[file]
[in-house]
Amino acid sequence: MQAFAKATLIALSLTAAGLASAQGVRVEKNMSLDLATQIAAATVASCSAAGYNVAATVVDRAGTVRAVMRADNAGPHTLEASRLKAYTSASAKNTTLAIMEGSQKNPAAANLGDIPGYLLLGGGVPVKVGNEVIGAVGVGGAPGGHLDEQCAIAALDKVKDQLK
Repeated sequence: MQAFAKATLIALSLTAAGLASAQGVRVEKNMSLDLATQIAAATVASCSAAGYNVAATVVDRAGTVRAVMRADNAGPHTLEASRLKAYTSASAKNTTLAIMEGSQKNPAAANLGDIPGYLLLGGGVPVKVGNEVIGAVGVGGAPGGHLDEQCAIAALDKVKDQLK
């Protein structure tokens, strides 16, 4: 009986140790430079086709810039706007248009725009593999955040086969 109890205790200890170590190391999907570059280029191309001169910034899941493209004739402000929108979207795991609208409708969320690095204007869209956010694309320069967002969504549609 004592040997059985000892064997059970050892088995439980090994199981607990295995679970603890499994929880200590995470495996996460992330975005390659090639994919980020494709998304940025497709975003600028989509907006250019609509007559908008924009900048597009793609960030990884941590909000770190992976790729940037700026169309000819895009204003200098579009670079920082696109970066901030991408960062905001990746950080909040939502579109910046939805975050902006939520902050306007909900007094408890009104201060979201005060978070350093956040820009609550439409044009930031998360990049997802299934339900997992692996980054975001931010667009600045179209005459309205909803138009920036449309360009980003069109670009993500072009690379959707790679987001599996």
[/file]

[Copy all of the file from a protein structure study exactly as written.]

[in-house]
Amino acid sequence: MQAFAKATLIALSLTAAGLASAQGVRVEKNMSLDLATQIAAATVASCSAAGYNVAATVVDRAGTVRAVMRADNAGPHTLEASRLKAYTSASAKNTTLAIMEGSQKNPAAANLGDIPGYLLLGGGVPVKVGNEVIGAVGVGGAPGGHLDEQCAIAALDKVKDQLK
Repeated sequence: MQAFAKATLIALSLTAAGLASAQGVRVEKNMSLDLATQIAAATVASCSAAGYNVAATVVDRAGTVRAVMRADNAGPHTLEASRLKAYTSASAKNTTLAIMEGSQKNPAAANLGDIPGYLLLGGGVPVKVGNEVIGAVGVGGAPGGHLDEQCAIAALDKVKDQLK
């Protein structure tokens, strides 16, 4: 009986140790430079086709810039706007248009725009593999955040086969 109890205790200890170590190391999907570059280029191309001169910034899941493209004739402000929108979207795991609208409708969320690095204007869209956010694309320069967002969504549609 004592040997059985000892064997059970050892088995439980090994199981607990295995679970603890499994929880200590995470495996996460992330975005390659090639994919980020494709998304940025497709975003600028989509907006250019609509007559908008924009900048597009793609960030990884941590909000770190992976790729940037700026169309000819895009204003200098579009670079920082696109970066901030991408960062905001990746950080909040939502579109910046939805975050902006939520902050306007909900007094408890009104201060979201005060978070350093956040820009609550439409044009930031998360990049997802299934339900997992692996980054975001931010667009600045179209005459309205909803138009920036449309360009980003069109670009993500072009690379959707790679987001599996």